And for me ... "West Coast wet windscreen". And I tried viewing it upside-down (y'know, as you do ;), and the image has an unmistakeable orientation, so er - you plainly know what you're doing with thoses brushes of yours!
Us humans attribute meaning/significance according to our personal stories, do we not, obd?!I've just returned from a weekend sculpture event up in Wanaka and the big drawing I'd been working on last week (not this one) had detached itself from its board and flung itself onto the studio floor. I had to laugh. 'Hmmm,' I thought, 'that's interesting - perhaps the work I'm engaged with at the 'moment' no longer wants to be 2D?' (Which makes perfect sense, somehow - recent notebooks are littered with sketches for 3D, sculptural pieces... ). I have taken this as a sign and am looking forward to a leap into 3D. I left a comment or two on your blog this morning, by the way - a few entries back (Perception Correction) which is why I thought I'd mention it. C
Oooooh, what shocking grammar, Claire... "US' humans? Groan. Of course, it's supposed to read 'We humans... !' De-dah-de-dah-de-dah!
Perhaps you should learn yourself to talk English proper like what me do! ;)But yes, you're right - humans have a tendency to attribute meaning / significance in accordance with personal experience. daleks don't though, mainly because as experience accumulates, so do the contradictions - singular interpretations just become untenable.Your observations about the aspirations of 2D drawings made me think of those 3D images popular about one hundred years ago. The French had a special name for them, though my braincell seems to have mislaid it down the back of the sofa somewhere ... "trompe something-or-other" (?)
I could dive into that painting and be very happy Claire!! :) Beautiful.
Hi Kay - I'll be sending you an email soon... really enjoyed your Creative Holidays post! Loved hearing your quiet roar! X
Trompe l'oeil, obd! re; your comment on daleks, humans and contradictions... more and more, I think in terms of paradox rather than contradiction. For me, contradiction implies a degree of separation or negation, whereas paradox seems more accommodating in that it allows for creative tension between 'apparent' opposites. Contradictions imply the linear, I think: paradox, the circular. I agree that as experience accumulates, so our response to things changes. Things (whether they be ideologies, ideals, paradigms, our 'coat hangers' etc... ) become increasingly difficult to define as we go along, let alone pin down! You are tackling this all bravely! But ah, the joys - and challenges - of walking what is in many ways, a largely mysterious and unknowable labyrinth? Thanks for replying to my recent questions on your blog. I'm in a bit of a pre-travel flurry at the moment (am going to the States next week), but will respond in time. Take care - C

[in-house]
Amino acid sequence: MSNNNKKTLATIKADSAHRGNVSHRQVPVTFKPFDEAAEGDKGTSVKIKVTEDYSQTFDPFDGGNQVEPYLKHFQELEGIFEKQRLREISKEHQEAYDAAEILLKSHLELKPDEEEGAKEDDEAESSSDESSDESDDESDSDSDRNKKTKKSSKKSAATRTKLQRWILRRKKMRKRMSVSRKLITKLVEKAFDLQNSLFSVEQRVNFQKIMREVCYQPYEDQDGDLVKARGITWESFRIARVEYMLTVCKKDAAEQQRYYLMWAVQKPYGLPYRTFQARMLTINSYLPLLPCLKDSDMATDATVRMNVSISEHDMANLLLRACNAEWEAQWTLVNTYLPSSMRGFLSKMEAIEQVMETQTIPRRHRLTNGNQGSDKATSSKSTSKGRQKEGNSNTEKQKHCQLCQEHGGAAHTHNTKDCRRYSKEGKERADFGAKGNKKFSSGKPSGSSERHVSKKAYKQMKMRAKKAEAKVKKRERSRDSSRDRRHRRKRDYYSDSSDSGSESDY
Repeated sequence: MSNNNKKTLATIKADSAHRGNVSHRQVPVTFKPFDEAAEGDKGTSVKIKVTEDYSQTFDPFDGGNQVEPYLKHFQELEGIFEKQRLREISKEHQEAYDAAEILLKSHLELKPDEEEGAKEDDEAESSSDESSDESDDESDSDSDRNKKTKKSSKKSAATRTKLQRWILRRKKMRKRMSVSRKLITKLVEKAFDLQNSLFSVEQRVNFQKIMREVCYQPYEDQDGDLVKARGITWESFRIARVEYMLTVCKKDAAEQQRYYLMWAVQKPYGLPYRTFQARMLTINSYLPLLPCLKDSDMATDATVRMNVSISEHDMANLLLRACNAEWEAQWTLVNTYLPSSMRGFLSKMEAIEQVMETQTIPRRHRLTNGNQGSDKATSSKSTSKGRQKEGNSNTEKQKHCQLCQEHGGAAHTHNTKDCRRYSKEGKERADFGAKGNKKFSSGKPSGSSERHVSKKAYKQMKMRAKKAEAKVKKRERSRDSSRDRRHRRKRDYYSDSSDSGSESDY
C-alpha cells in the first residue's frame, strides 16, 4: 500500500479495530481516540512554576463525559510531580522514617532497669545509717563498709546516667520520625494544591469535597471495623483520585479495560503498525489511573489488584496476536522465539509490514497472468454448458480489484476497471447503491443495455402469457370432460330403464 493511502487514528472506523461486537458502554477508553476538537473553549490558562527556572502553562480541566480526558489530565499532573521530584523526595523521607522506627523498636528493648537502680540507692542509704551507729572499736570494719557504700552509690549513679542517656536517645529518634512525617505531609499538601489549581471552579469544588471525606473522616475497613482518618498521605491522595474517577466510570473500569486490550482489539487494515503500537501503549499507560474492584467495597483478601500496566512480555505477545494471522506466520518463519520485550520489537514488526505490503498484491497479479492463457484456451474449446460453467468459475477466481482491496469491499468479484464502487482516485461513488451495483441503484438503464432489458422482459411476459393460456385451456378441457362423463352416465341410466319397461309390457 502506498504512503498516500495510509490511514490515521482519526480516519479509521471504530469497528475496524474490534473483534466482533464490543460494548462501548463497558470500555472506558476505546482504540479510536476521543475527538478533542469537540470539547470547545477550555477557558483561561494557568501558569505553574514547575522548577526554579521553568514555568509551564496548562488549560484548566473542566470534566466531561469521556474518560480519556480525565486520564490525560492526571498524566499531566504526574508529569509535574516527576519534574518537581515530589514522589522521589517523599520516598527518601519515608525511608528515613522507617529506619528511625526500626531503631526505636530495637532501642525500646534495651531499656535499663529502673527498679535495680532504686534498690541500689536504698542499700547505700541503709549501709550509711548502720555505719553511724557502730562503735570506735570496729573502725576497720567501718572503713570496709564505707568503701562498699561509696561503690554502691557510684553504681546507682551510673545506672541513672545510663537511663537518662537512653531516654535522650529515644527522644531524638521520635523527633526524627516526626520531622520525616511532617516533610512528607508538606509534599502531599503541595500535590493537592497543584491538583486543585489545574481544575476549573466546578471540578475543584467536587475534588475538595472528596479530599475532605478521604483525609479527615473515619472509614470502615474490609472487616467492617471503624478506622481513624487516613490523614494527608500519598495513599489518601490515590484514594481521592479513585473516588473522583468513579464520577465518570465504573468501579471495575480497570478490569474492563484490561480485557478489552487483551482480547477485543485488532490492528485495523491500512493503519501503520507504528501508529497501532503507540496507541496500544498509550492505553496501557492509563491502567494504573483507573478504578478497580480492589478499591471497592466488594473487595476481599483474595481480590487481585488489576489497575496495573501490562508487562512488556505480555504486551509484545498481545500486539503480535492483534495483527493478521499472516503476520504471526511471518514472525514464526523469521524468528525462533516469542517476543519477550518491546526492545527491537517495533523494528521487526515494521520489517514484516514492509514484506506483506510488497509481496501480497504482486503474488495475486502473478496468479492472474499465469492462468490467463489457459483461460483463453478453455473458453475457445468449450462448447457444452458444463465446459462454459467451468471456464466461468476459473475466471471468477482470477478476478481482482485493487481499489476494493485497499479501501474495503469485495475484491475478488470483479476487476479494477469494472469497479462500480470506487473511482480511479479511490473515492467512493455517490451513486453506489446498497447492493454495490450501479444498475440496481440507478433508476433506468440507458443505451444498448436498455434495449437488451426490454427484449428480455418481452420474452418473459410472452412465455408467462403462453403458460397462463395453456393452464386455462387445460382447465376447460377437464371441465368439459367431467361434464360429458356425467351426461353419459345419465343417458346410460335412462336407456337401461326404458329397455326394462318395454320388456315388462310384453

Ah yes, Trompe l'oeil! I'm not surprised now that I'd forgotten, it's a pretty odd word for an English-speaker to try and remember!Anyway, I just image-Googled it and found some facades of buildings that had been painted using a distorted l'oeil, very very bizarre, one example.Your comments about contradiction vs paradox seem to me to be spot on Claire, and I will incorporate your thoughts into a forthcoming essay about the masculine and feminine poles of Mind. So Thank Q! for that.Anyway, here's wishing you a safe and most enjoyable trip, Bon Voyage (a French phrase I do remember!)
OBD, that kind of tromp l'oeil would have you wondering what exactly was in that breakfast cereal you ate this morning.
Yes, I imagine that building might have startled a few tourists, and I wouldn't be surprised if it had caused a few prangs over the years too!And your mentioning of hallucinogenic breakfasts made me think of that psychoactive substance found in certain kinds of mouldy bread, and gee, wouldn't you know it - I've forgotten the special term for that too! I thought it was "St. Elmo's Fire", but apparently not. So in light of that, I feel it's now appropiate to mark this week in my calendar as the "The Great Mislaid Terminology Disaster of 2009".